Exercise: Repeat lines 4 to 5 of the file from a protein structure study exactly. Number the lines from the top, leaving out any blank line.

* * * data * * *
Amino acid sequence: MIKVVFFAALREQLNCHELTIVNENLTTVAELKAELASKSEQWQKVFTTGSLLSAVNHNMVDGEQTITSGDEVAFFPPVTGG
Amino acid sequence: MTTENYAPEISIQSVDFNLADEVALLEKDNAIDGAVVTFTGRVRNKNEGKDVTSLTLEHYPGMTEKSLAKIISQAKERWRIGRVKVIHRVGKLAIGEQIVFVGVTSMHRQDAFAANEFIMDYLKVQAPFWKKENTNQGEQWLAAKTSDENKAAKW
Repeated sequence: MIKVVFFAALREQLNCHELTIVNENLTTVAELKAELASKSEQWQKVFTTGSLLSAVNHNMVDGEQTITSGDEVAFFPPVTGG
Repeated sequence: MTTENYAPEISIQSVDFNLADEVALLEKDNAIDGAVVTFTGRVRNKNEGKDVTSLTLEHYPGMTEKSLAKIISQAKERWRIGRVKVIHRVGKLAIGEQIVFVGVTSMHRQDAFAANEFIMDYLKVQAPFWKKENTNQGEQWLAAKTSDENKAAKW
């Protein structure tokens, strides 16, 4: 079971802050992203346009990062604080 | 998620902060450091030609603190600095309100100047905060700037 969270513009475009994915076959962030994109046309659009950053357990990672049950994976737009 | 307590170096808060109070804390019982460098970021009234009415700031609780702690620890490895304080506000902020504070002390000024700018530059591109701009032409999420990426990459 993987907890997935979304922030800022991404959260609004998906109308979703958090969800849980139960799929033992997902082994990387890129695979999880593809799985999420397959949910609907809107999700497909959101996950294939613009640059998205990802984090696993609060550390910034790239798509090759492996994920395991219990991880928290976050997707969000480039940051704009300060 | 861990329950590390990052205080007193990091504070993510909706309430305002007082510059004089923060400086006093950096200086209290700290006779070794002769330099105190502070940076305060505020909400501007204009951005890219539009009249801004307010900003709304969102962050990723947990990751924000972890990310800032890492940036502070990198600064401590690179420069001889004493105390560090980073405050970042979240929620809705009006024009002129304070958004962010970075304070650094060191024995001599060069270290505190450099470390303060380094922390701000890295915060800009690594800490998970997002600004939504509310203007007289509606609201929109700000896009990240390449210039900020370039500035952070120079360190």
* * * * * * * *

Repeated sequence: MTTENYAPEISIQSVDFNLADEVALLEKDNAIDGAVVTFTGRVRNKNEGKDVTSLTLEHYPGMTEKSLAKIISQAKERWRIGRVKVIHRVGKLAIGEQIVFVGVTSMHRQDAFAANEFIMDYLKVQAPFWKKENTNQGEQWLAAKTSDENKAAKW
């Protein structure tokens, strides 16, 4: 079971802050992203346009990062604080 | 998620902060450091030609603190600095309100100047905060700037 969270513009475009994915076959962030994109046309659009950053357990990672049950994976737009 | 307590170096808060109070804390019982460098970021009234009415700031609780702690620890490895304080506000902020504070002390000024700018530059591109701009032409999420990426990459 993987907890997935979304922030800022991404959260609004998906109308979703958090969800849980139960799929033992997902082994990387890129695979999880593809799985999420397959949910609907809107999700497909959101996950294939613009640059998205990802984090696993609060550390910034790239798509090759492996994920395991219990991880928290976050997707969000480039940051704009300060 | 861990329950590390990052205080007193990091504070993510909706309430305002007082510059004089923060400086006093950096200086209290700290006779070794002769330099105190502070940076305060505020909400501007204009951005890219539009009249801004307010900003709304969102962050990723947990990751924000972890990310800032890492940036502070990198600064401590690179420069001889004493105390560090980073405050970042979240929620809705009006024009002129304070958004962010970075304070650094060191024995001599060069270290505190450099470390303060380094922390701000890295915060800009690594800490998970997002600004939504509310203007007289509606609201929109700000896009990240390449210039900020370039500035952070120079360190």